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Prince Philip shows object from Seychelles that stirs interest

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Written by editor

The clip now on YouTube about the special moments, aired on BBC, on the life of Prince Philip brought out an object that has aroused a lot of interest.

The clip now on YouTube about the special moments, aired on BBC, on the life of Prince Philip brought out an object that has aroused a lot of interest. The Seychelles Tourism Board’s website was inundated with inquiries about the nut that Prince Philip had eaten, which people said was the forbidden fruit.

The polished endemic Coco-de-Mer nut showed in the program is from the Seychelles. This was the “dry nut of peculiar shape” that the Prince was refering to. This is nut from a palm tree grows only in the Seychelles, and its nut has found its way into the Guiness Book of Records as the world’s heaviest nut as its weight can get up to 40 pounds.

The Coco-de-Mer female nut has a very erotic shape which has given it the name of the “Love Nut.” The nut can only be collected from a female tree of the Coco-de-Mer Palm, whereas the male tree produces a male catkin with thousands of small flowers on it. The resemblence of the human anatomy is what has got this nut its “Love Nut” name. The valley where this unique palm grows lies on the island of Praslin in the Seychelles, and many travelers and visitors refer to this valley as the “Garden of Eden.”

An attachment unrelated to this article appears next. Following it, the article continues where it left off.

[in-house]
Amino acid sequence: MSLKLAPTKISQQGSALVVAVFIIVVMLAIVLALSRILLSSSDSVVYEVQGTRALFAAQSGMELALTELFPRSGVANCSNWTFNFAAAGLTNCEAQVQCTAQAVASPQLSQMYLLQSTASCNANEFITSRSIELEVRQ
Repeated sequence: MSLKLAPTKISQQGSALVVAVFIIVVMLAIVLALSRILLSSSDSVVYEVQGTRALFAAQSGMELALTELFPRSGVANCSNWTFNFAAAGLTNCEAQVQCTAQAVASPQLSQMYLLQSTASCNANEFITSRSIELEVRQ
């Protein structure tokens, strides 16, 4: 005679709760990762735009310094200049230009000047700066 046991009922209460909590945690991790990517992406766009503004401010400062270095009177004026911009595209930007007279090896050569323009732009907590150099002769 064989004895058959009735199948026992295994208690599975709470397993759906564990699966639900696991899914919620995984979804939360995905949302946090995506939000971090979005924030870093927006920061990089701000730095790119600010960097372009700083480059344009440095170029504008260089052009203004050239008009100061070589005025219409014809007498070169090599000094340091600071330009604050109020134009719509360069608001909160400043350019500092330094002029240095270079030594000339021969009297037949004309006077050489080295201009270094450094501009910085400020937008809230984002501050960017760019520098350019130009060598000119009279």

The nut can be eaten, as was confirmed by Prince Philip. It has a jelly like fruit in the middle of the nut when it is still young, and this has always been considered a special delicacy.

UK’s Prince Philip has visited the Seychelles on different occasions, and in the 1960s he personally planted a Coco-de-Mer plant in the Botanical Gardens of Mahe island. This tree is today fruiting, and Princess Anne, on her visit to Seychelles last year, was able to see the famous tree planted by Prince Philip.

Prince Philip also accompanied Her Majesty the Queen on her official visit to the Seychelles when she officially open the Seychelles International Airport in 1972. Seychelles had until then been the world’s last quiet and remote group of islands, but on July 4, 1971, the first BOAC VC 10 plane landed in Seychelles and launched in earnest the country’s tourism industry, which will next month celebrate its 40th anniversary. Seychelles was then a British Colony, and it became independent only in 1976.

Today tourism is the pillar of the Seychelles economy, and these mid-ocean islands are considered leaders in tourism.